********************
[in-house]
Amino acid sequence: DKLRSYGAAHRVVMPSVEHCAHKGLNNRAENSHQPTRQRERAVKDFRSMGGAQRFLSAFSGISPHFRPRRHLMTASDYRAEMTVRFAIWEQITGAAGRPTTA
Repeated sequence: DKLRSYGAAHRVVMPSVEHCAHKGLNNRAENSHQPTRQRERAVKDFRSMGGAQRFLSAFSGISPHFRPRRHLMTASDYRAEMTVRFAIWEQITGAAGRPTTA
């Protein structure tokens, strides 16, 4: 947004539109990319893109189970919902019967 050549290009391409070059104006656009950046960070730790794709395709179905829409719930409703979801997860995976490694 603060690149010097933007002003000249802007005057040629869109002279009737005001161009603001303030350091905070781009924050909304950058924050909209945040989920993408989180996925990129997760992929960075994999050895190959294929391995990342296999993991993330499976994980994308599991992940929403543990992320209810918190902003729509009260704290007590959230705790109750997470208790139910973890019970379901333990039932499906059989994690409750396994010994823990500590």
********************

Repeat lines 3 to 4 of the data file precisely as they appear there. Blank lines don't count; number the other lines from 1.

Repeated sequence: DKLRSYGAAHRVVMPSVEHCAHKGLNNRAENSHQPTRQRERAVKDFRSMGGAQRFLSAFSGISPHFRPRRHLMTASDYRAEMTVRFAIWEQITGAAGRPTTA
């Protein structure tokens, strides 16, 4: 947004539109990319893109189970919902019967 050549290009391409070059104006656009950046960070730790794709395709179905829409719930409703979801997860995976490694 603060690149010097933007002003000249802007005057040629869109002279009737005001161009603001303030350091905070781009924050909304950058924050909209945040989920993408989180996925990129997760992929960075994999050895190959294929391995990342296999993991993330499976994980994308599991992940929403543990992320209810918190902003729509009260704290007590959230705790109750997470208790139910973890019970379901333990039932499906059989994690409750396994010994823990500590």